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Big Moon A-Risin'


Last updated 12/29/2021 at 1:46pm

Few things in nature are more stunning to watch than an immense and orange full moon rising over the horizon. View this amazing sight just once and you'll surely ask the same question as every other moon gazer: "Why does the moon appear so large and red when it's rising?"

A simple question; unfortunately, the answer is not so simple.

First off, the moon's orange color originates from the atmosphere around us. This dust-filled air scatters the bluish light from the moon's spectrum and leaves only warmer colors such as yellow, orange and red to shine through. The more particulate matter (such as dust, smog or volcanic ash) in the air, the redder the moon will appear.

The seemingly immense size of the rising moon, however, is another matter altogether. Many believe the atmosphere acts like a lens and magnifies the moon's appearance, but this is just as wrong now as it was when Ptolemy suggested it 20 centuries ago.

This striking phenomenon is known as the "moon illusion" and is created not by the moon or atmosphere but occurs because our brains are fooled by the terrain over which the moon appears.

To demonstrate this for yourself, make a loose fist and hold it up to your eye and look at the rising (large) moon through it, using your fist to block out all but the moon itself. The moon will appear to shrink. For an even more startling demonstration, blink your eyes back and forth, looking through – and then around – your loose fist, and watch as the moon grows and shrinks.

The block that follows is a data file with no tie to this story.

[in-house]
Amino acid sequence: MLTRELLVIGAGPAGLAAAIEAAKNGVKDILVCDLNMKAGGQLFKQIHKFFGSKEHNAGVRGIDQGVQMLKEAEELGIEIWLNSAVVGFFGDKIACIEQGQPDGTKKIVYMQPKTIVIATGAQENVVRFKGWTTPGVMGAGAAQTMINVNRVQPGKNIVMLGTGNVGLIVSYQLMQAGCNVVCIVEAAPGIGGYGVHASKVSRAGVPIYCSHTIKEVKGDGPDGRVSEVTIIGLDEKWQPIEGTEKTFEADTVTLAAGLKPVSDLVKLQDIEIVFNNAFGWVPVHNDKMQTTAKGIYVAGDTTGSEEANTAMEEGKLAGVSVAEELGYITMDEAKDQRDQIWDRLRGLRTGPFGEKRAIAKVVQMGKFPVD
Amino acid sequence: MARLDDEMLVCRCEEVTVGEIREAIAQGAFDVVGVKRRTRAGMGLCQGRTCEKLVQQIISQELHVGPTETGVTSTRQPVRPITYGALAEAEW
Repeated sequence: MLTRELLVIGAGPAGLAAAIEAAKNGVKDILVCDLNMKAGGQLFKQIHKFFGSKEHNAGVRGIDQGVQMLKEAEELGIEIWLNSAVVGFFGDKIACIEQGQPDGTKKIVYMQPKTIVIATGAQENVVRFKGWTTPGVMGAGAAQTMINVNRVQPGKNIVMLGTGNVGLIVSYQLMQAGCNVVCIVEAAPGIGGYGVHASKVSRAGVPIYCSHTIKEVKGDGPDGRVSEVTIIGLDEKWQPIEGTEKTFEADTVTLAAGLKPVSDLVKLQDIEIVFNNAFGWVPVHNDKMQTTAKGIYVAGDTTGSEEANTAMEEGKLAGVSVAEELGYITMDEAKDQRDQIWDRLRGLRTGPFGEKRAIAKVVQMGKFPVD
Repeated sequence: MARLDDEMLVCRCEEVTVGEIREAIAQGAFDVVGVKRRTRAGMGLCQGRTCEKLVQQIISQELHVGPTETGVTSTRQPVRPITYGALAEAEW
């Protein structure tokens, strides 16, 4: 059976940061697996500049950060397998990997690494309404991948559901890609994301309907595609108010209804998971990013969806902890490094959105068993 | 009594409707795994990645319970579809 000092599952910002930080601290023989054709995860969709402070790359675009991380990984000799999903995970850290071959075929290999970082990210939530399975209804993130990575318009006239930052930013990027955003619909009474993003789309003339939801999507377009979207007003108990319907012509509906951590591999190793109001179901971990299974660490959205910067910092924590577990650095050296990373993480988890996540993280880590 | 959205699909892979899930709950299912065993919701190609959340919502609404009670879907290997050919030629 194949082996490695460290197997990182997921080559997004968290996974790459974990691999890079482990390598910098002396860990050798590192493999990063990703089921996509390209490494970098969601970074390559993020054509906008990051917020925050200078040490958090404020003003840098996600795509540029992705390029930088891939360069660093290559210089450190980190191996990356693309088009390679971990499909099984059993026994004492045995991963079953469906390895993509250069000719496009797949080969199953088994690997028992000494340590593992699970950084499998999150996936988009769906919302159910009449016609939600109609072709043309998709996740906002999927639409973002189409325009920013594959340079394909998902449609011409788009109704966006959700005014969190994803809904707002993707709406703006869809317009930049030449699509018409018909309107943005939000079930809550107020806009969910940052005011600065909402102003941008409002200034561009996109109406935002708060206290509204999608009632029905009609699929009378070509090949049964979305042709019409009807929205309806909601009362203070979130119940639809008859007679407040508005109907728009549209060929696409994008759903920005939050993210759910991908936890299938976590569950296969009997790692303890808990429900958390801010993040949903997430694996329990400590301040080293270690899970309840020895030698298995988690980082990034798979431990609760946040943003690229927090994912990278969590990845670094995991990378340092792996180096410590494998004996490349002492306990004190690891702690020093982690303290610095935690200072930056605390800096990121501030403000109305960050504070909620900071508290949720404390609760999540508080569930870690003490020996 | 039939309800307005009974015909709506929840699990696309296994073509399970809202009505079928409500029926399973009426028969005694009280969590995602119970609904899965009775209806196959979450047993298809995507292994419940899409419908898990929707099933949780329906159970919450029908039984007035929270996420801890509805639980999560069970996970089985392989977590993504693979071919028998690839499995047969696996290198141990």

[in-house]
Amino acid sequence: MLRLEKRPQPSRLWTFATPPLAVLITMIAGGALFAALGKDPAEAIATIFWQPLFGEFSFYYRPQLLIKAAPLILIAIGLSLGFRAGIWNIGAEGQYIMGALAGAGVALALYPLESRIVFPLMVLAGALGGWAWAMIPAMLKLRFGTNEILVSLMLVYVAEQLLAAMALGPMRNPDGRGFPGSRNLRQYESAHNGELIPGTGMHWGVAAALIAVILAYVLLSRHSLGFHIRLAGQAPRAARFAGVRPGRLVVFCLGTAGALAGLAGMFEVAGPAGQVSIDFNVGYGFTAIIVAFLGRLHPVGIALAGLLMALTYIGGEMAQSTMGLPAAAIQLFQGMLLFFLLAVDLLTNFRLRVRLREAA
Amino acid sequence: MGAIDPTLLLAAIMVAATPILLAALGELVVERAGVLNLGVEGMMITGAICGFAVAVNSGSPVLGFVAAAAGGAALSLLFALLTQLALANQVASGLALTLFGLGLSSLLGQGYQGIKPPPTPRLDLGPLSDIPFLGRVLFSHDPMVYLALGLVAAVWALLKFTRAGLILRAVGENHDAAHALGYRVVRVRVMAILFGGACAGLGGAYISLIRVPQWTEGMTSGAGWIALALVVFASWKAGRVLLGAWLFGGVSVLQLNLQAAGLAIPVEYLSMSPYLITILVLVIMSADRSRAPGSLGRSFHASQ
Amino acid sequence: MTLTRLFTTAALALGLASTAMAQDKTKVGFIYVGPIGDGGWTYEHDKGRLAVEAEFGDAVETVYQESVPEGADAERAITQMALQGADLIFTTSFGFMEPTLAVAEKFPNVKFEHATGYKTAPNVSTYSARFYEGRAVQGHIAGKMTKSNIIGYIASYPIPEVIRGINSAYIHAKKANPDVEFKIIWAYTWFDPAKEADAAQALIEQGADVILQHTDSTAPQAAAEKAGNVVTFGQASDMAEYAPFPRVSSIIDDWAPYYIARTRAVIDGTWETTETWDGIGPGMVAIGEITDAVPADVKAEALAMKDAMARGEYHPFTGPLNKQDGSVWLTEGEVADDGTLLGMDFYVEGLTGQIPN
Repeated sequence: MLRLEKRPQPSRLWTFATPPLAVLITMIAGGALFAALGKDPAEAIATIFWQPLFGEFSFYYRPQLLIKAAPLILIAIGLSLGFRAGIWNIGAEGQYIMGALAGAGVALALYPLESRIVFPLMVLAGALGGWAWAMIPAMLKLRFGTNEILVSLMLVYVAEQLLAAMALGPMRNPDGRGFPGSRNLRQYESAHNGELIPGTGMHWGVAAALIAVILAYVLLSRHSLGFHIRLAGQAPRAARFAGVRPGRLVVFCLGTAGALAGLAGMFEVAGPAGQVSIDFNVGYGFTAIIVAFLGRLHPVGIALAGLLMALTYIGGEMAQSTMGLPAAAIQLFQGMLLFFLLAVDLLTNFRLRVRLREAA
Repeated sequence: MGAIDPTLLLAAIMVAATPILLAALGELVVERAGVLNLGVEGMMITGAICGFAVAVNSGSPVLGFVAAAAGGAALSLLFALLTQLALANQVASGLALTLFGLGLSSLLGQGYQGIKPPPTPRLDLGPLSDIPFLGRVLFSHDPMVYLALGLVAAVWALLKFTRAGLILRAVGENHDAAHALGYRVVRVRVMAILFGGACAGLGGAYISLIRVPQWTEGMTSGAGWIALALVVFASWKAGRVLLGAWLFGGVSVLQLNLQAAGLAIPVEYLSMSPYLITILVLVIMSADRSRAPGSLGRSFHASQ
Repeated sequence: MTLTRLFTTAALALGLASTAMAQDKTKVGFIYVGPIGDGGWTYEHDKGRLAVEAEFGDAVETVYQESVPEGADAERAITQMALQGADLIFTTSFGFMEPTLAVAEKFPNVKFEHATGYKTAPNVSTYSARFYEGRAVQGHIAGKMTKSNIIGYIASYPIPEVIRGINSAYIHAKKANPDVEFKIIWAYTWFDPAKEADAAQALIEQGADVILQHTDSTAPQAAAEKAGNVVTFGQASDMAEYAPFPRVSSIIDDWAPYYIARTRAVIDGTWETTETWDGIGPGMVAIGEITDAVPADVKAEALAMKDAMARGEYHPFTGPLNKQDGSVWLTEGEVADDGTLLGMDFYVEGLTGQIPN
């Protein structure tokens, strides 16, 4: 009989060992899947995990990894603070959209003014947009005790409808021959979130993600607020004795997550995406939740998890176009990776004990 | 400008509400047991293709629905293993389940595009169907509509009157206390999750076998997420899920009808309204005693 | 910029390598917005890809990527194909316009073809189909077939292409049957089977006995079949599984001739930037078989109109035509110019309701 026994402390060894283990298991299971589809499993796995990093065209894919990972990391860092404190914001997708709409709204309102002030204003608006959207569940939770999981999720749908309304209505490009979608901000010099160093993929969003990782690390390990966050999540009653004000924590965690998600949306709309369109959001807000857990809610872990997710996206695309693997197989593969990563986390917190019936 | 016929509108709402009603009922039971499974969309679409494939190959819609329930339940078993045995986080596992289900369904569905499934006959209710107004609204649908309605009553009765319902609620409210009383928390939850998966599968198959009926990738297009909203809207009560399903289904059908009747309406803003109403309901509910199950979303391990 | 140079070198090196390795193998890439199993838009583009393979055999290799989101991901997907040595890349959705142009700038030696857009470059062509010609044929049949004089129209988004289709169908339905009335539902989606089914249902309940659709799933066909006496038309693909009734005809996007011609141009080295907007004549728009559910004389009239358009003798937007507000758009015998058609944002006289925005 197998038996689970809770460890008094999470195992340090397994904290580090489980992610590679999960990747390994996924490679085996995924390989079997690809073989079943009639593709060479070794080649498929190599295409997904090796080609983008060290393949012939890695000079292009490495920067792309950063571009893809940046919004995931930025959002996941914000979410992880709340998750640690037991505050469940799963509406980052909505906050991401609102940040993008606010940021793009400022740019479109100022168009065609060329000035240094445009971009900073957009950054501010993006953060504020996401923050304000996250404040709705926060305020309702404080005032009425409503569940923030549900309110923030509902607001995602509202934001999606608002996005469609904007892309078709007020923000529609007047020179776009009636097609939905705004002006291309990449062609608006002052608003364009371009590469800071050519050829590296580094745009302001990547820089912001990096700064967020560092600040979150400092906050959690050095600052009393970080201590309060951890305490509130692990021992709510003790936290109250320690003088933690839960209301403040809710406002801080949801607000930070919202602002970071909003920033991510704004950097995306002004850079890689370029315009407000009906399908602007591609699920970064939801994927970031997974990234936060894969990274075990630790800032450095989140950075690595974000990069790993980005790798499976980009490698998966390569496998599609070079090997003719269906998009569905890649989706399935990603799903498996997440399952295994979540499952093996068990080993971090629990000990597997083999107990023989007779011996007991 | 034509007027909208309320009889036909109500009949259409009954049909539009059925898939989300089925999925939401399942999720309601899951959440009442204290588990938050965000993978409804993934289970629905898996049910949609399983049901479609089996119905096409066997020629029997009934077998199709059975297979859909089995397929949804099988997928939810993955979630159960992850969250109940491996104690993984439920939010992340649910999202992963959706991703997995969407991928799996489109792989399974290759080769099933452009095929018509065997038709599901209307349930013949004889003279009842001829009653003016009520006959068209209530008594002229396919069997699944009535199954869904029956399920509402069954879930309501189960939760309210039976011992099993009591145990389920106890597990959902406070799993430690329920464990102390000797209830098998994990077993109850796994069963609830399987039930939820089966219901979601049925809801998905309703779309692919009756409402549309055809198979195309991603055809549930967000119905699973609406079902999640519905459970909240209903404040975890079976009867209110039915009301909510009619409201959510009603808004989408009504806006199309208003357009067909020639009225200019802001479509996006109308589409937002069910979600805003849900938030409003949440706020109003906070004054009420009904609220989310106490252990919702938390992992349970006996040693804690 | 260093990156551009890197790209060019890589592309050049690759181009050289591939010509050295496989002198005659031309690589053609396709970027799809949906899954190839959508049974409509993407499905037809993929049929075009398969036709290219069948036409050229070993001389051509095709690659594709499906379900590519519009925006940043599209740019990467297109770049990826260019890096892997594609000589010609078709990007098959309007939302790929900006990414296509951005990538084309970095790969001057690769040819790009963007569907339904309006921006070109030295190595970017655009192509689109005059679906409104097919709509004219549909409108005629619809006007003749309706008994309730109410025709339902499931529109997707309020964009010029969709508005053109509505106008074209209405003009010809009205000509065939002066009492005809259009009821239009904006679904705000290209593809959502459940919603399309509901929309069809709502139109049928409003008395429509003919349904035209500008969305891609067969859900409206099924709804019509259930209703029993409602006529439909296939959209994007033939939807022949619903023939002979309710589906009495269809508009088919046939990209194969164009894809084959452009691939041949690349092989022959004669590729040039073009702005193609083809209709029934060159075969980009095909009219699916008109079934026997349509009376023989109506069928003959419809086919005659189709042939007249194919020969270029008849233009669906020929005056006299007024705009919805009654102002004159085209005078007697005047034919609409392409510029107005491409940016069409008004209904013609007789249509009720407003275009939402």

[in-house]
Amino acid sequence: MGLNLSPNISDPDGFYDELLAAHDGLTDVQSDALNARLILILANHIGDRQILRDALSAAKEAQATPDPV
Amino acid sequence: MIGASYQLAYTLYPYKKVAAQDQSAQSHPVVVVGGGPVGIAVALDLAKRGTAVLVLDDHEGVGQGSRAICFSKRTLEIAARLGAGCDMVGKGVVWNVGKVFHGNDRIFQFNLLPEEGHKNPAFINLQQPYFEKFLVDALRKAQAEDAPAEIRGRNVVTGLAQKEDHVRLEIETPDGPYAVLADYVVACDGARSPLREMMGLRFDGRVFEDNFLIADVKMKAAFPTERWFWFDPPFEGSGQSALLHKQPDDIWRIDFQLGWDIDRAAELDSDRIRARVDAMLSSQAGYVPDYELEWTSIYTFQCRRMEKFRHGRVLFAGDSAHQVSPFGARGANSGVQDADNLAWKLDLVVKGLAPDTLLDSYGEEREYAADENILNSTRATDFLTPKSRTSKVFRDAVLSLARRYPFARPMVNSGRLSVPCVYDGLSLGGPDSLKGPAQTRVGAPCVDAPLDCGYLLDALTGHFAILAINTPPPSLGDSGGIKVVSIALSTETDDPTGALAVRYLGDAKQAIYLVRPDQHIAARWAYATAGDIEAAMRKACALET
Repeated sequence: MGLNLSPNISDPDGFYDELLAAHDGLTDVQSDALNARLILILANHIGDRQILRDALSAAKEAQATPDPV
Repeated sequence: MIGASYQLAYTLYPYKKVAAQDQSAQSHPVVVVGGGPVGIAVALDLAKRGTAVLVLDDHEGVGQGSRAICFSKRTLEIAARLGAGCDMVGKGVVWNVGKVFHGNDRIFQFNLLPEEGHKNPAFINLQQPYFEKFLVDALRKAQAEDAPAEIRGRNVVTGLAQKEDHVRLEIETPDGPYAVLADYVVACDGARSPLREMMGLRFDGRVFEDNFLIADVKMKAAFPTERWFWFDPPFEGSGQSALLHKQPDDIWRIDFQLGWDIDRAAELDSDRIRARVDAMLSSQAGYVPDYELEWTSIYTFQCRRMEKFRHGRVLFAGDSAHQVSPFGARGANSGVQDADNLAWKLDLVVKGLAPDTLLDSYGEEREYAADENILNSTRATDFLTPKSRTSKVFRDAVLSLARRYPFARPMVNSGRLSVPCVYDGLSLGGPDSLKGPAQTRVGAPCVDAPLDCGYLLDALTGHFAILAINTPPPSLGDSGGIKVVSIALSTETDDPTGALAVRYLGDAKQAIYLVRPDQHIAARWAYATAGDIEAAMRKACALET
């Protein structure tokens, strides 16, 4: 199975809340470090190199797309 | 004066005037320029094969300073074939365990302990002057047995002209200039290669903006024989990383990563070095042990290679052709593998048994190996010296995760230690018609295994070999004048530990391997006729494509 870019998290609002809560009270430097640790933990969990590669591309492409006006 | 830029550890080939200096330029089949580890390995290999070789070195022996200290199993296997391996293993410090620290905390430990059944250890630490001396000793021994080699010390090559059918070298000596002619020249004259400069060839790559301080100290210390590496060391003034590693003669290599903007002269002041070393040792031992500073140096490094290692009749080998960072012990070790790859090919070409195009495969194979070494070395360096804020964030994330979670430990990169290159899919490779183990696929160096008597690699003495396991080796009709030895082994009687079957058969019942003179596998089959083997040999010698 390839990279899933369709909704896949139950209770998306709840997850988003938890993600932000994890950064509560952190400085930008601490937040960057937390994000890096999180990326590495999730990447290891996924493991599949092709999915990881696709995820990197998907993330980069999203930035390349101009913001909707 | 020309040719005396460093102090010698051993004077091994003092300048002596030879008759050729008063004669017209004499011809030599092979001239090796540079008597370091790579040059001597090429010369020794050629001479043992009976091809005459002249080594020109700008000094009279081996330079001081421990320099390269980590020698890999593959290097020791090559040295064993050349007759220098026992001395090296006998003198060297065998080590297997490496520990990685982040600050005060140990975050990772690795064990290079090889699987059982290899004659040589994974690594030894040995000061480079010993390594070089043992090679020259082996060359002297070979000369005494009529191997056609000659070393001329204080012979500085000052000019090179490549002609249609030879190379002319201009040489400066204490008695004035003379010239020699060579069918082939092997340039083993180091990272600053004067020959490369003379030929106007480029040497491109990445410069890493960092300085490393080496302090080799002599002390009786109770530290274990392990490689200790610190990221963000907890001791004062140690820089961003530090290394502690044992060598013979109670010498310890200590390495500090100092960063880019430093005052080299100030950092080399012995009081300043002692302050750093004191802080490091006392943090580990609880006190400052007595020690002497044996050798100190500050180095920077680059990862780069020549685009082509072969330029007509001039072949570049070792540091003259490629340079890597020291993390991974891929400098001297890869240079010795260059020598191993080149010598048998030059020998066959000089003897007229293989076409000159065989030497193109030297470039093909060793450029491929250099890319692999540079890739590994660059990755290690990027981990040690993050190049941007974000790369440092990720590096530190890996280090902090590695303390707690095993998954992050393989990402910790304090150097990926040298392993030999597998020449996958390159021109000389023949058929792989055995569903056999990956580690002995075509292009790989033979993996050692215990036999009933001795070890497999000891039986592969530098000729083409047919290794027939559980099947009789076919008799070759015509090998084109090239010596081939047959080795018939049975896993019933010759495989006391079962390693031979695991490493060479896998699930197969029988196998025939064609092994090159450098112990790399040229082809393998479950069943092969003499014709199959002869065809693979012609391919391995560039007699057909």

I think you'll agree that it's quite a powerful effect, but why do we see the illusion, but a camera doesn't? It may have to do with the conditioning our brains have experienced from the time that humans began their time on Earth.

We've come to know that a rigid body appearing near the horizon generally lies farther from us than one not near the horizon, and the brain expects its image on the retina to be smaller as a result. As the moon is not significantly farther near the horizon, its image does not appear smaller. So, the brain reasons that if this "more distant" moon does not produce a smaller image on the retina, it must have somehow swollen in size. And that's just how it forces us to see it!

Try the experiments above to remove the horizon from view and the brain is no longer confused.

If this concept makes your head spin, you're not alone. Scientists have been debating this for centuries. Look up the "Ponzo illusion" online, and you'll see a similar illusion involving railroad tracks.

Whatever the actual cause of the moon illusion, the rising full moon never disappoints, and Saturday, Dec. 18 will be no exception. To see it at its best, remember that the full moon rises around the same time – and in the opposite direction – as the sun sets. That means that on that day you can watch the full moon rise over the northeastern landscape during dusk.

If you have a low horizon and a clear sky, you'll definitely be amazed!

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